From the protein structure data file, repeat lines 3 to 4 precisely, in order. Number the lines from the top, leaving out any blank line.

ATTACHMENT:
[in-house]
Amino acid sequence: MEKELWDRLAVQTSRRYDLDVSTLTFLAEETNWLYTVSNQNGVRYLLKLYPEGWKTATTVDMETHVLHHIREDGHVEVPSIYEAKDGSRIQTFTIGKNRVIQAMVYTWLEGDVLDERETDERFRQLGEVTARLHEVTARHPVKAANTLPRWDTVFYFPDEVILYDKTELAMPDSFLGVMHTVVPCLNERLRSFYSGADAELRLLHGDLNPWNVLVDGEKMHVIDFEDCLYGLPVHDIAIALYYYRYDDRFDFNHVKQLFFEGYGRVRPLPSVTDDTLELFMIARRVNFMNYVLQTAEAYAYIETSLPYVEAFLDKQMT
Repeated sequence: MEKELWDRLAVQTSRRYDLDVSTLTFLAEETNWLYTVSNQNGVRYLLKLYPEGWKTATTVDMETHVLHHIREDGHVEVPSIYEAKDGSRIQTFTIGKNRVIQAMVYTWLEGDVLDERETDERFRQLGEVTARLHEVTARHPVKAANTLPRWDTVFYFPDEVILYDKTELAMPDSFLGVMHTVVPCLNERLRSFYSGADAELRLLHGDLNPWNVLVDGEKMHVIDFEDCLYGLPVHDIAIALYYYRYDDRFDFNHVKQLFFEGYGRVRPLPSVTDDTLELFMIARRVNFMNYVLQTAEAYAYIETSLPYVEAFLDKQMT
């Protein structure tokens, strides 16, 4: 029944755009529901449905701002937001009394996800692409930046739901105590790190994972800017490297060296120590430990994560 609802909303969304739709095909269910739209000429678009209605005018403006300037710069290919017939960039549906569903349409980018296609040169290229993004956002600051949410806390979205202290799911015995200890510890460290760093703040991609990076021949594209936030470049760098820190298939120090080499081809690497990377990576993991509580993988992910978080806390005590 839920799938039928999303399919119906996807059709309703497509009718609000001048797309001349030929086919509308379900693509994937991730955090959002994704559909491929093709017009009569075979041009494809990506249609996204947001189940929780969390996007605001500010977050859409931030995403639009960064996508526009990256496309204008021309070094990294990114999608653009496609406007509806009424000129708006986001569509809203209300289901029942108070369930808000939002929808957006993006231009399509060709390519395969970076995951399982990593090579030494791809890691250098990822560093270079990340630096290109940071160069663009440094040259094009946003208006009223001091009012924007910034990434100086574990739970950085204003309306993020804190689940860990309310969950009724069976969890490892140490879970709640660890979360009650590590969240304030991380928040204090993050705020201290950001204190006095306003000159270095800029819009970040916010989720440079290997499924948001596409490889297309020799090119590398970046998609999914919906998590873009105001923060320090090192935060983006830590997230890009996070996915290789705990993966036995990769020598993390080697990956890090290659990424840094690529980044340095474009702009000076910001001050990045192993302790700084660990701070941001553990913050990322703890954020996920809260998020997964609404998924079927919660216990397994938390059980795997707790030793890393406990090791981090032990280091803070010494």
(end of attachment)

Repeated sequence: MEKELWDRLAVQTSRRYDLDVSTLTFLAEETNWLYTVSNQNGVRYLLKLYPEGWKTATTVDMETHVLHHIREDGHVEVPSIYEAKDGSRIQTFTIGKNRVIQAMVYTWLEGDVLDERETDERFRQLGEVTARLHEVTARHPVKAANTLPRWDTVFYFPDEVILYDKTELAMPDSFLGVMHTVVPCLNERLRSFYSGADAELRLLHGDLNPWNVLVDGEKMHVIDFEDCLYGLPVHDIAIALYYYRYDDRFDFNHVKQLFFEGYGRVRPLPSVTDDTLELFMIARRVNFMNYVLQTAEAYAYIETSLPYVEAFLDKQMT
């Protein structure tokens, strides 16, 4: 029944755009529901449905701002937001009394996800692409930046739901105590790190994972800017490297060296120590430990994560 609802909303969304739709095909269910739209000429678009209605005018403006300037710069290919017939960039549906569903349409980018296609040169290229993004956002600051949410806390979205202290799911015995200890510890460290760093703040991609990076021949594209936030470049760098820190298939120090080499081809690497990377990576993991509580993988992910978080806390005590 839920799938039928999303399919119906996807059709309703497509009718609000001048797309001349030929086919509308379900693509994937991730955090959002994704559909491929093709017009009569075979041009494809990506249609996204947001189940929780969390996007605001500010977050859409931030995403639009960064996508526009990256496309204008021309070094990294990114999608653009496609406007509806009424000129708006986001569509809203209300289901029942108070369930808000939002929808957006993006231009399509060709390519395969970076995951399982990593090579030494791809890691250098990822560093270079990340630096290109940071160069663009440094040259094009946003208006009223001091009012924007910034990434100086574990739970950085204003309306993020804190689940860990309310969950009724069976969890490892140490879970709640660890979360009650590590969240304030991380928040204090993050705020201290950001204190006095306003000159270095800029819009970040916010989720440079290997499924948001596409490889297309020799090119590398970046998609999914919906998590873009105001923060320090090192935060983006830590997230890009996070996915290789705990993966036995990769020598993390080697990956890090290659990424840094690529980044340095474009702009000076910001001050990045192993302790700084660990701070941001553990913050990322703890954020996920809260998020997964609404998924079927919660216990397994938390059980795997707790030793890393406990090791981090032990280091803070010494």